The thought of turning someone down can fill us with dread. We’ve been conditioned to be nice, be helpful, be pleasing. Our minds churn through the potential consequences – disappointing people, missed opportunities, angry reprisals. In many cases we’re over-estimating our worth.
The first step in saying no is mentally preparing for it. It’s easier to turn down an opportunity if you are focused on what you want – does the item in question align with your goals? If not, the answer is easy. Saying no does not make you a bad person. Understand that by saying no, you’re not rejecting the person, you’re simply rejecting the circumstance. You may need to take a moment to put your thoughts together before you say no – if the person is pressing you for an answer delay them but do it nicely.
The next step is to put your rejection together. Decide how to word it politely but firmly. Be honest without being rude. Think of the potential rebuttals and how to surmount them. It would also be a good idea to think of an alternative course of action to suggest to the person.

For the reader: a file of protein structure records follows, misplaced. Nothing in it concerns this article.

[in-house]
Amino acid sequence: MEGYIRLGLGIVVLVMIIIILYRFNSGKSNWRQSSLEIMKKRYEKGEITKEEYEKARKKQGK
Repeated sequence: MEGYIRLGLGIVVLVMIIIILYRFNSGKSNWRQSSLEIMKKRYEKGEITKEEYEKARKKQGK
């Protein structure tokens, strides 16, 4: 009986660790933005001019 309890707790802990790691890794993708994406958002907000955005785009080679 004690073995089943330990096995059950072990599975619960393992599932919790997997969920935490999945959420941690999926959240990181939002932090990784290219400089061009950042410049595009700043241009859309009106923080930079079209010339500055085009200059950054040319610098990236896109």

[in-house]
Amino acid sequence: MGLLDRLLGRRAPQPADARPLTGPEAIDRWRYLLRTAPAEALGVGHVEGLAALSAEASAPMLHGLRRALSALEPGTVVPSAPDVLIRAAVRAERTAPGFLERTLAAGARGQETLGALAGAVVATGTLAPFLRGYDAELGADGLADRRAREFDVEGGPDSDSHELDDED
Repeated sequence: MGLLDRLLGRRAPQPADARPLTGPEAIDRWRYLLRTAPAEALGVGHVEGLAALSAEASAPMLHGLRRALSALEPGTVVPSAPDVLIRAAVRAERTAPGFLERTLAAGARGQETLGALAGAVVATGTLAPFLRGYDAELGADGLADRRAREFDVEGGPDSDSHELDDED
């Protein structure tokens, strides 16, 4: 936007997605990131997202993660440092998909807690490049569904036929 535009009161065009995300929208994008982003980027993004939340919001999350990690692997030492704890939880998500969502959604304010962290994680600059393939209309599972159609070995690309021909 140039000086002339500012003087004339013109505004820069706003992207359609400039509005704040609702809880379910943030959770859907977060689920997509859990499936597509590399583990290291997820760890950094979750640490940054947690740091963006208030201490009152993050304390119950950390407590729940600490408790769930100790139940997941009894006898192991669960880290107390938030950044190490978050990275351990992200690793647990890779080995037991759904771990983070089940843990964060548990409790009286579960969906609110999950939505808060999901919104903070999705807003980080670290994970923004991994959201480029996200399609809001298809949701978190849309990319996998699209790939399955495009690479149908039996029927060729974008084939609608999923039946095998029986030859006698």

Then, pick your medium based on the situation and your comfort level: face-to-face, telephone, email, etc. Rejection is a private matter. Under no circumstances should you involve people not pertinent to the discussion (so no public posts on a social media or micro-blogging site). Decide if you want the home court advantage or if you prefer a more neutral setting. Do your best not to make the situation contentious or antagonistic.
The last step is actually say no. Make it short and sweet. There is no need for an extended discussion, endless apologies or the wailing and gnashing of teeth. Be gracious and consistent. If the person persists, a simple “I’m sorry but the answer is no.” should suffice. If not, excuse yourself and make yourself less available until they recover their manners.
Afterward, do not beat yourself up over the rejection, the consequences or how the other person reacted. Focus instead on your goals and being productive in your own life.